The Irish Embassy in Washington D.C. contacted a United States senator to raise concerns over his call for more than 1,100 at-risk jobs at Bausch + Lomb in Waterford to be moved to New York.
The Irish Times and Irish Examiner both reported the high-level intervention, made at the request of Waterford Government TD John Deasy.
The Irish Ambassador to the US, Anne Anderson, confirmed in a letter to the Fine Gael Deputy that, at his behest, the Embassy in Washington contacted the New York office of Democrat senator Charles ‘Chuck’ Schumer.
This followed Mr Schumer’s call for jobs at Bausch + Lomb in Waterford – currently the subject of negotiations between management and unions – to be relocated to Rochester, New York, where the company also has an operation.
Ambassador Anderson told Mr Deasy: “The Embassy has been in touch with Senator Schumer’s office to draw attention to the sensitivity of this issue, the ongoing negotiations between management, the employees and their unions, and the concern that these jobs be safeguarded in Ireland.”
Mr Schumer had revealed he had “called the CEO of [parent company] Valeant and urged him to move that work and those jobs to Rochester”.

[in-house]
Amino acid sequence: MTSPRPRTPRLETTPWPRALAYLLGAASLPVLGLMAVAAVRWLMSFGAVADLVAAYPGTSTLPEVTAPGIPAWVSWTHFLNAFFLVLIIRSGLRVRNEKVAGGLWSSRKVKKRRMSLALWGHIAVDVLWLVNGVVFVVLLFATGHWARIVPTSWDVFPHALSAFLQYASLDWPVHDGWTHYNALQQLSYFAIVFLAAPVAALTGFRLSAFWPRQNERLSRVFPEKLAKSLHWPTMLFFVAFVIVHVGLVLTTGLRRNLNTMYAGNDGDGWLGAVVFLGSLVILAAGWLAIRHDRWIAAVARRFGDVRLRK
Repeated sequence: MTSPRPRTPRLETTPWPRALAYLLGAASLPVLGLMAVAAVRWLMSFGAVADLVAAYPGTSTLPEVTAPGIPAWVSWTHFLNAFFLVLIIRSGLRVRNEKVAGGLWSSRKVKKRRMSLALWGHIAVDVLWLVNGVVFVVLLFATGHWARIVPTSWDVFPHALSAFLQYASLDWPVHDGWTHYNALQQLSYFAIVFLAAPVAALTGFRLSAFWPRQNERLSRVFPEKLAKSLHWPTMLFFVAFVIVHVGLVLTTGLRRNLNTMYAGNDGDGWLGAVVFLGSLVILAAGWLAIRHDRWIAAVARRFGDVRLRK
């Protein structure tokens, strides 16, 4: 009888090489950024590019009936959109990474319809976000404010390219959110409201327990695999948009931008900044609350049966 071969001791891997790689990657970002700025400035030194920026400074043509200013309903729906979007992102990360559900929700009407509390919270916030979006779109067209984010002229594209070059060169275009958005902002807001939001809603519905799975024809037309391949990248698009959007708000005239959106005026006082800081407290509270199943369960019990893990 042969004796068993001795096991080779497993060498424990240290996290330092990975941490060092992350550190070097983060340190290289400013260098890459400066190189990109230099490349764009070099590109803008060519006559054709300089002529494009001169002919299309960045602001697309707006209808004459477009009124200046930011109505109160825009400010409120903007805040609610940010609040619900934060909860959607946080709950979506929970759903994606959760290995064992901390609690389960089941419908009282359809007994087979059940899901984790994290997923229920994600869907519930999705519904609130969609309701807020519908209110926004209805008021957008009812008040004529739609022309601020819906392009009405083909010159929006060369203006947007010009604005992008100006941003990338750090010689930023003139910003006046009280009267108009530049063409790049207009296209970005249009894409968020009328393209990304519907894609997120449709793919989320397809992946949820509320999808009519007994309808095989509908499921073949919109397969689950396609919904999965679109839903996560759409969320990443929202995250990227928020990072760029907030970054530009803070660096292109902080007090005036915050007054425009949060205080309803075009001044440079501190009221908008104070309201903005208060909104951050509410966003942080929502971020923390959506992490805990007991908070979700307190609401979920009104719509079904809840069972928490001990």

In a press release to this effect, he also said that, after his phone call with Valeant chief executive J. Michael Pearson, he was “confident that Rochester will have a great shot at adding work and jobs from the potential closure of the Ireland plant”.
However, though Mr Pearson subsequently assured Waterford employees in a memo that Bausch + Lomb was committed to maintaining its presence in the city – provided the company got the €20million in cutbacks it wanted – Deputy Deasy was furious at Senator Schumer’s “sneaky” actions.
In a letter to the Ambassador, Mr Deasy said he found Mr Schumer’s media release “unbelievably distasteful”. Having separately condemned the Senator’s “pathetic” attempt to “impoverish” Irish workers, the Waterford Deputy suggested to the Embassy, “I think the Irish Government should express its disgust as well.”
Mr Deasy, who worked as a congressional aide on Capitol Hill before returning to pursue a career in Irish politics, said that, as a former employee of the Senate, “I never thought that a U.S. senator would act in such an underhand manner.”
He asked the Ambassador, “I would appreciate if you would communicate my disgust at the way he and his office are behaving as it pertains to the Bausch + Lomb workforce in Waterford City.”
He added: “I think the Irish Embassy should communicate to Senator Schumer that it would be better if he allowed those negotiations to conclude before issuing any press statements.”
Explaining why he took such offence, Mr Deasy said: “We all fight for our constituencies, but ringing a company CEO to impoverish Irish workers is pathetic. Senator Schumer likes to portray himself as a friend of Ireland. I hope Irish-Americans in New York get to hear about his sneakiness. He has peddled his Schumer visas for Irish people for years. Irish-American voters have just got an insight into how he works.”